mates how a hardware dealer differed from a
bootmaker ? The latter somewhat puzzled,
gave it up, "Why," said the other, "be
cause the ouo sold the nails, and the other
cai'ed the soles."
EDITORS & PROPRIETORS.
P n-sonal Sketcheslof G jirifcaldi.
Probably no man in Europe occupies
larger share of the attention of the world gt
this time than the hero of Italy—the lion
hearted Garibaldi. Everything, therefore,
relating to him or his movements, must be of
interest to tho reader, and the following per
sonal sketches, ttie bsst and most graphic we
have yet seen, we take pleasure in transfer
ring to our columns. The first is by a corre
spondent of tho Paris l'resae, and the second
from an English lady in Naples:
I have beard Garibaldi speak, I have seen
him near; he is admirable. Ilia nature is
that of the lion. Ilis voice is resolute, his
bauds large, and his body short and thick;
When angry be must be terrible. But habit
ually he has a placid eye and a sweet
lie is not so much a man of genius as an
apostle. lie walks onward in faitb ( witbpqf
fear or hesitation, and works miracles. He
is a man to quit his boat in the storm'ju}4
walk upon the waters. He believes in his
mission as others believe ia their 6tar.
The other day, during a disturbance in tho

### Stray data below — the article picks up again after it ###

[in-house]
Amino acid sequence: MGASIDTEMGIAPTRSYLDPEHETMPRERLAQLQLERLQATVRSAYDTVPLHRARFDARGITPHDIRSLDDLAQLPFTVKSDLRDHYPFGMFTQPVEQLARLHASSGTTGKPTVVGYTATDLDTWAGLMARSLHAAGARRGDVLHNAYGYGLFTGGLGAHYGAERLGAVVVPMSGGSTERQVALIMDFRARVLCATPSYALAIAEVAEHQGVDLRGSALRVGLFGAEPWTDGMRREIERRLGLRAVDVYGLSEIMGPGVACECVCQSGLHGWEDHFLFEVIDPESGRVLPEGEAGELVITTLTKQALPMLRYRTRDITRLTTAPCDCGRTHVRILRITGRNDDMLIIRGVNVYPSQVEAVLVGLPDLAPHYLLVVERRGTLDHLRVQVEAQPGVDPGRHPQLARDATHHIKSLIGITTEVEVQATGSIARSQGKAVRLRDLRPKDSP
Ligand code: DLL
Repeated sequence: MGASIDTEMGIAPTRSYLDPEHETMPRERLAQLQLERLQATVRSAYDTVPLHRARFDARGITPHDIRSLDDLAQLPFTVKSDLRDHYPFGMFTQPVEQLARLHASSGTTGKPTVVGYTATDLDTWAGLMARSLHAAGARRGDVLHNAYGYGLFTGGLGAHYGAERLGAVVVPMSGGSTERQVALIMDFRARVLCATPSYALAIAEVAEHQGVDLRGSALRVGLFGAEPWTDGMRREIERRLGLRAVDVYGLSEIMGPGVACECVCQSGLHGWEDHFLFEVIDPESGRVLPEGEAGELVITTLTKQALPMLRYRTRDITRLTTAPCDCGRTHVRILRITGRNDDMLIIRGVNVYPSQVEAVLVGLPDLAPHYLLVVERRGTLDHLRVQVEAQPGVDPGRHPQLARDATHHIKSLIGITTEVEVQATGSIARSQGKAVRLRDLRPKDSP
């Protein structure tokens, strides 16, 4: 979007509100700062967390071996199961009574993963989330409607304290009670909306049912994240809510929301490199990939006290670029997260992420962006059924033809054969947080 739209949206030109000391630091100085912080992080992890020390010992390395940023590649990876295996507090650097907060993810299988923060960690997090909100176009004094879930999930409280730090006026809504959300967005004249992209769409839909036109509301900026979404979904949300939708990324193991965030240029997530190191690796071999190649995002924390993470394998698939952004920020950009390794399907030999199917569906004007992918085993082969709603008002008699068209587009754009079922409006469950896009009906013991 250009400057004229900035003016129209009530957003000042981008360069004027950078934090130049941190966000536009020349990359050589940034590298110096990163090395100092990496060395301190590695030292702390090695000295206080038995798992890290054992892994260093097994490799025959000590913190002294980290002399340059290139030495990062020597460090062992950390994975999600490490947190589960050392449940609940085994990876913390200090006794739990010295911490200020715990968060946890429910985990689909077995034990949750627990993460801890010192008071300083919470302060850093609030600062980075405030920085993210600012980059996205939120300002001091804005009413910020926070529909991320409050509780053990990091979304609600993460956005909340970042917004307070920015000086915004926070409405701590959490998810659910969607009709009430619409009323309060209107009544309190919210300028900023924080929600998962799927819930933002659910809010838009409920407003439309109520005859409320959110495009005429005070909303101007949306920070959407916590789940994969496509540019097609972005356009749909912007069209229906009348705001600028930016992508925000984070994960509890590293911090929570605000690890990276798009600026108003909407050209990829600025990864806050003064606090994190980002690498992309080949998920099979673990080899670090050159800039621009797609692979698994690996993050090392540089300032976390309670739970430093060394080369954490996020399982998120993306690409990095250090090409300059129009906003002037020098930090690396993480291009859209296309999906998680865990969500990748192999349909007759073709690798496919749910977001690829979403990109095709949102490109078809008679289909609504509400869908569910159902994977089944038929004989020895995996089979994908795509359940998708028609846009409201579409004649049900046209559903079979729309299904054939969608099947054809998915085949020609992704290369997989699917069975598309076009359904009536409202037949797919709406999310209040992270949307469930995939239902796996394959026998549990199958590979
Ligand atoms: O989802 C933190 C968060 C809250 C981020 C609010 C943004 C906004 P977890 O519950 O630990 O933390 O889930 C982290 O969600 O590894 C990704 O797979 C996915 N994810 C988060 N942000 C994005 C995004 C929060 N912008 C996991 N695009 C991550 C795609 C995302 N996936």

Carmine, when some soldiers fired a fbw
musket shots, and oven some cannon shots
upon the people, he never stirred. He offer
ed cigars to tho National Guard aboqt him,
saying. "Smoko while you wait for them."
Out be has a keen scent of danger, and when
he sees it anywhere he is wont to say, Ci va,
do io (I will go myself); and then nothing
can stop h'.m. One of the most striking trails
of his character is his singular simplicity.
He is the only great man I know who neves
acts a part. His speeches ( like those of all
men of strong convictions ) are somewhat
grandiloquent, but in private bis manner is
the most familiar and oordial that can be
conceived. lie listens to all comers with the
patience of a martyr, not keeping them at q
distance or speaki'g to that# like an oraole.
lie is simple and good. To mention one
trait out of a thousand. At Messina one of
his old companions in arms knelt down be
fore him on both knees, saying he bad an im
mense favor to ask. The man was long be
fore he could bo brought to explain himself,
but at length he stammered out that he wan?
ted one of Garibaldi's buttons to wear as an
amulet round his neck, and then he was sure
he should not die. The Dictator at once
tore eff a button and then gaye it to the supr
An English lady writes as follows from
Naples : - ;
I have 6oen to day the face of Garibaldi,
and now all the devotion of bis friends it}
made as clear as day to me, You haya only